British Read-a-Thon 2010

Here is my reading list for the rest of the year:

I am still reading The Way We Live Now, which is super long. But I’m on a tight schedule and should finish by Sunday.

I think these twelve books ought to pretty much carry me through the end of 2010. And no, I really have never read either 1984 or Brave New World. I know.

I also realized that this pile represents a full century of British writers: Howards End was published in 1910; The Thousand Autumns of Jacob De Zoet came out this year.

Speaking of David Mitchell, he has been the best discovery of British Read-a-Thon 2010. I honestly believe that he is the best living novelist. He can be extremely innovative and totally enjoyable at the same timeā€”not an easy task (see: James Joyce).

The Evelyn Waugh book is his collected diaries, which I’ve been grazing at sporadically. I have read many novels by him, which I can’t recommend enough (especially Brideshead Revisited and Scoop); the diaries are just as enjoyable. What a character.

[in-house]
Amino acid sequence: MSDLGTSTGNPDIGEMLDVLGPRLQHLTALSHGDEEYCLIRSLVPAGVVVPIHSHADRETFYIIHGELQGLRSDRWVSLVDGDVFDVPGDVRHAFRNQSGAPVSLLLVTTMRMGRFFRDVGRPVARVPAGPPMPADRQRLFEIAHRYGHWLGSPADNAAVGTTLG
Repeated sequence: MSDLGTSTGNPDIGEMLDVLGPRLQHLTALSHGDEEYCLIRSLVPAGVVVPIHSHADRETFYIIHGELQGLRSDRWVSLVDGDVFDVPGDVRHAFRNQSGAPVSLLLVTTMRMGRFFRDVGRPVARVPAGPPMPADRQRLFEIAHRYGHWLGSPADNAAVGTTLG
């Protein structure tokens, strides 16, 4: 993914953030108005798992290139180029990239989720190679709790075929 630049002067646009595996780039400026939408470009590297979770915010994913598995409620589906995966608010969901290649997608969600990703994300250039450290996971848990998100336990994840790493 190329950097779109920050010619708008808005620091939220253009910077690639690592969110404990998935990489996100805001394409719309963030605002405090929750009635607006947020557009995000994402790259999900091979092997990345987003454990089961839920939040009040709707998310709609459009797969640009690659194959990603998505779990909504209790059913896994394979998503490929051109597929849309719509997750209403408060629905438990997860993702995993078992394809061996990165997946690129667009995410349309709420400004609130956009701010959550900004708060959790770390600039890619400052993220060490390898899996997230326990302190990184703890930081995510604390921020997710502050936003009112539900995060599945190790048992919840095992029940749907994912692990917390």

The only Kingsley Amis book I’ve read as of yet is non-fiction, the highly entertaining Everyday Drinking. My husband tells me that I’ll take issue with the highly sexist nature of his prose, but this remains to be seen. I give novelists a lot of license, I think.

I suspect that I will enjoy the Gladys Mitchell novels the most. Murder mysteries, vintage ones, are my favorite. When I discovered that there was another lady British mystery novelist (aside from Dorothy Sayers and Agatha Christie) it made my month. And since I discovered this only last week, my month is still being made. I’ll have to spread them out as much as possible.

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